Tag Archives | Lahore

Urdunama: Dehshat gardi

Much has been written about on the recent episode where India Today and the Times of India published alerts from the Research and Analysis Wing (R&AW) on five Lashkar-e-Taiba (LeT) operatives having infiltrated their way into Mumbai.  That same day, Pakistan’s TV channels and news media revealed, with barely-concealed delight, that these individuals were in fact in Lahore, not India, and that they were ordinary tradesmen, and not Lashkar terrorists.  On the face of it, our intelligence agencies goofed up.  Over at Acorn, my colleague Nitin Pai examines possible explanations in this excellent blogpost.

During a daily customary review of Pakistan’s Urdu media, I came across this article in Roznama Ummat that I found intriguing.  An excerpt from the Ummat’s interview of Mehtab Butt, Atif Butt and Babar Shabbir — three of the five who had allegedly entered Mumbai — follows:

The most concerning aspect of India labeling the three Pakistanis as terrorists is, how India came to be in the possession of their photographs in the first place.  In conversation with Ummat, Mehtab Butt indicated that he was perplexed as to how his photographs came to be in the hands of the Indians.  In response to a question about whether he had uploaded his photo onto Facebook, Twitter or similar social networking websites, Mr. Butt said that he had never operated a computer.  Mr. Butt said that the shirt that he was wearing as displayed in the photo on the Indian channel (sic) India Today was purchased last year.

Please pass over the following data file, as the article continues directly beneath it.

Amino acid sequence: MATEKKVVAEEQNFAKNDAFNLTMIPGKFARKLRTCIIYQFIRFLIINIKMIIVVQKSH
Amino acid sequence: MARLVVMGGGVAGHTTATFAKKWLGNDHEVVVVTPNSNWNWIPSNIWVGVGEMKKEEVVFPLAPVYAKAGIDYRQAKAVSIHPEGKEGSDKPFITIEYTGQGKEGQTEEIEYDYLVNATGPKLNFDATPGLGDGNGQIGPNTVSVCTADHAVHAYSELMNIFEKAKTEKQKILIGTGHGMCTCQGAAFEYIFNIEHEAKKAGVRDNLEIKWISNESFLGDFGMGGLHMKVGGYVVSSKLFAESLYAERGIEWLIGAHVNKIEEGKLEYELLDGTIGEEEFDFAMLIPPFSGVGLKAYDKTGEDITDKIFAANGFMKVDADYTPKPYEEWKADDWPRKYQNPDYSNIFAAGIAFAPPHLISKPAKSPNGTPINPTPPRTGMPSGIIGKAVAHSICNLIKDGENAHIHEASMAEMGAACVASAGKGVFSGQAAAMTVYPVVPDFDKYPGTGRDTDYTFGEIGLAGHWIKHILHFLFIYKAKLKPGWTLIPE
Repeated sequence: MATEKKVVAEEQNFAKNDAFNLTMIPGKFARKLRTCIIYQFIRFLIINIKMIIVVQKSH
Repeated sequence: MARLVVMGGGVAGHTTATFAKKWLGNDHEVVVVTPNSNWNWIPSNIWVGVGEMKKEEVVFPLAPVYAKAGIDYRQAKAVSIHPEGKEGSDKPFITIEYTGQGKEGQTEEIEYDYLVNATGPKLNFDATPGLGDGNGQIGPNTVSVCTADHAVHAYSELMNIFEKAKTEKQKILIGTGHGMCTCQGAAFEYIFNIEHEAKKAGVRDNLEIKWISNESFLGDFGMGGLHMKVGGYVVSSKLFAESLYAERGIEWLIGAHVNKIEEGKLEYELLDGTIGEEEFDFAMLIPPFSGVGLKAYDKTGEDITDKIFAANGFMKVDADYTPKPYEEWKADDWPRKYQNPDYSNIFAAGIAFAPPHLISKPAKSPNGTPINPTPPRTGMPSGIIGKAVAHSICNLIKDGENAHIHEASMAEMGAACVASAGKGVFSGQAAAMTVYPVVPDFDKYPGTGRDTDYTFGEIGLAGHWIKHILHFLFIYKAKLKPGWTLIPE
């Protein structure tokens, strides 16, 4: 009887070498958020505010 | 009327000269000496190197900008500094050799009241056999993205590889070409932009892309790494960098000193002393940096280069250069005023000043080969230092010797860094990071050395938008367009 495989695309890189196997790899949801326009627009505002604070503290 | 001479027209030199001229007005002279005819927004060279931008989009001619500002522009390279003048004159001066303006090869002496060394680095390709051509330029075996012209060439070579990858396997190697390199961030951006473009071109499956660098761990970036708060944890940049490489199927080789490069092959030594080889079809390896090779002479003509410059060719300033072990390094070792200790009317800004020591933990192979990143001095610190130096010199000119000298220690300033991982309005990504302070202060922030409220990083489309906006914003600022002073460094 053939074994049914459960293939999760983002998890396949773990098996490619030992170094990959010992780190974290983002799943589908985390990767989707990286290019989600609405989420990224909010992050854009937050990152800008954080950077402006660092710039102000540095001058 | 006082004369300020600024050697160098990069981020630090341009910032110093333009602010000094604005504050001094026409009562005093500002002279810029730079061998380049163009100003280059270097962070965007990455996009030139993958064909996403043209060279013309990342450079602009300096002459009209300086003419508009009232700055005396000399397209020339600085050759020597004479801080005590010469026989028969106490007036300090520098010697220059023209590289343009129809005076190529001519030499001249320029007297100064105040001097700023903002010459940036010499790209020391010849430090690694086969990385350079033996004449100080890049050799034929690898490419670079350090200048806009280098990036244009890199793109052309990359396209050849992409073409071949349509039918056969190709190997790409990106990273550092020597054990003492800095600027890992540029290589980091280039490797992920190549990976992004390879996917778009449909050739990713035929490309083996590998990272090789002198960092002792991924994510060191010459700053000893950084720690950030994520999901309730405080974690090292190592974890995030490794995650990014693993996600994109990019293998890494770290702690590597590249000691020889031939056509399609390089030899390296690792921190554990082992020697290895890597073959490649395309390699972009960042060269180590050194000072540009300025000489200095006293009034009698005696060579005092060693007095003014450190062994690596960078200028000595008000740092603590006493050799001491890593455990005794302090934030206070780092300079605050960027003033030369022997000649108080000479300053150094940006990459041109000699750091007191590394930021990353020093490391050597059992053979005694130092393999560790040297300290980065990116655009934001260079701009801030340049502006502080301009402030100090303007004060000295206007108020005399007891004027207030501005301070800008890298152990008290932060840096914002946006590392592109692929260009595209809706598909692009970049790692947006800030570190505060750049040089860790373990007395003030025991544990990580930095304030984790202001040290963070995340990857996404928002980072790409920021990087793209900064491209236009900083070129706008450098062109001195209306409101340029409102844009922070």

Atif Butt said that while he had opened a Facebook account for himself, he had stopped using the account after his engagement;  however, he recollects having never uploaded the photo shown on the Indian channels to Facebook.  He remembers though, that the half-sleeved shirt displayed in the photo had been purchased last summer.

All three victims are of the opinion that a powerful camera was used to zoom in and take photos of them at Hafiz Center.  Both Atif and Mehtab were working at their shops at Hafiz Center when a mutual friend of theirs arrived at about 8:00pm on Wednesday with his laptop.  He showed Atif and Mehtab photos of themselves appearing on the India Today website.  At first, they dismissed the photos as a prank, but the grim reality of the situation ultimately dawned on them.

The three then promptly approached local police and advised them of the situation.  According to Mehtab and Atif, they took this step to ensure that they didn’t get apprehended on false charges.  Mehtab Butt informed Ummat that both he and Atif were under considerable stress.  Atif was of the opinion that had he and Mehtab not approached the police, there would be no doubt that the three victims would have been declared terrorists, similar to the “so-called” Mumbai terror attacks.